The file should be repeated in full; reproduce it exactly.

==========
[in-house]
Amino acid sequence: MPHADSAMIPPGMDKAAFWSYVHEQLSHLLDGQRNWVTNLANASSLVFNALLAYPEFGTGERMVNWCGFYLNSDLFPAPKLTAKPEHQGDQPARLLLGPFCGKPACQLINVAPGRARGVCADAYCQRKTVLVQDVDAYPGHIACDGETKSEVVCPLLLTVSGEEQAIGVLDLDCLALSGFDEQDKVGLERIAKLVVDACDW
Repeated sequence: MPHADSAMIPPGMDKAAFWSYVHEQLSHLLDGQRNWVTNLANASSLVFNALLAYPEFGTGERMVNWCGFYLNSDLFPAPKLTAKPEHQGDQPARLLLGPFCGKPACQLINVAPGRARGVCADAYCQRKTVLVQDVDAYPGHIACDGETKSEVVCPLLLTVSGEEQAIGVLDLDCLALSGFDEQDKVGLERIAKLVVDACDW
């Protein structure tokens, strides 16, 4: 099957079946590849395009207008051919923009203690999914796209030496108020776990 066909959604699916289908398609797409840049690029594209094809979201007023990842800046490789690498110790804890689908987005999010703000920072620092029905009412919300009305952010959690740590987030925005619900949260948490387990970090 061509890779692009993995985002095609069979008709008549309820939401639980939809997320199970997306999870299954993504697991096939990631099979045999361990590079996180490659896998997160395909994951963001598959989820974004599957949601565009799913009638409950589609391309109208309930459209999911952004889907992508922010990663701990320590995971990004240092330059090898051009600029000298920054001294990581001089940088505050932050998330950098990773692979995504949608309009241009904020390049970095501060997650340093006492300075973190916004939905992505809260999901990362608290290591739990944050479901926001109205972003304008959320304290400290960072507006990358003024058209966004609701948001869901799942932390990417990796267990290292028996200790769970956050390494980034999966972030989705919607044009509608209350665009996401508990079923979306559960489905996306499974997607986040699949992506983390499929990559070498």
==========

[in-house]
Amino acid sequence: MPHADSAMIPPGMDKAAFWSYVHEQLSHLLDGQRNWVTNLANASSLVFNALLAYPEFGTGERMVNWCGFYLNSDLFPAPKLTAKPEHQGDQPARLLLGPFCGKPACQLINVAPGRARGVCADAYCQRKTVLVQDVDAYPGHIACDGETKSEVVCPLLLTVSGEEQAIGVLDLDCLALSGFDEQDKVGLERIAKLVVDACDW
Repeated sequence: MPHADSAMIPPGMDKAAFWSYVHEQLSHLLDGQRNWVTNLANASSLVFNALLAYPEFGTGERMVNWCGFYLNSDLFPAPKLTAKPEHQGDQPARLLLGPFCGKPACQLINVAPGRARGVCADAYCQRKTVLVQDVDAYPGHIACDGETKSEVVCPLLLTVSGEEQAIGVLDLDCLALSGFDEQDKVGLERIAKLVVDACDW
């Protein structure tokens, strides 16, 4: 099957079946590849395009207008051919923009203690999914796209030496108020776990 066909959604699916289908398609797409840049690029594209094809979201007023990842800046490789690498110790804890689908987005999010703000920072620092029905009412919300009305952010959690740590987030925005619900949260948490387990970090 061509890779692009993995985002095609069979008709008549309820939401639980939809997320199970997306999870299954993504697991096939990631099979045999361990590079996180490659896998997160395909994951963001598959989820974004599957949601565009799913009638409950589609391309109208309930459209999911952004889907992508922010990663701990320590995971990004240092330059090898051009600029000298920054001294990581001089940088505050932050998330950098990773692979995504949608309009241009904020390049970095501060997650340093006492300075973190916004939905992505809260999901990362608290290591739990944050479901926001109205972003304008959320304290400290960072507006990358003024058209966004609701948001869901799942932390990417990796267990290292028996200790769970956050390494980034999966972030989705919607044009509608209350665009996401508990079923979306559960489905996306499974997607986040699949992506983390499929990559070498």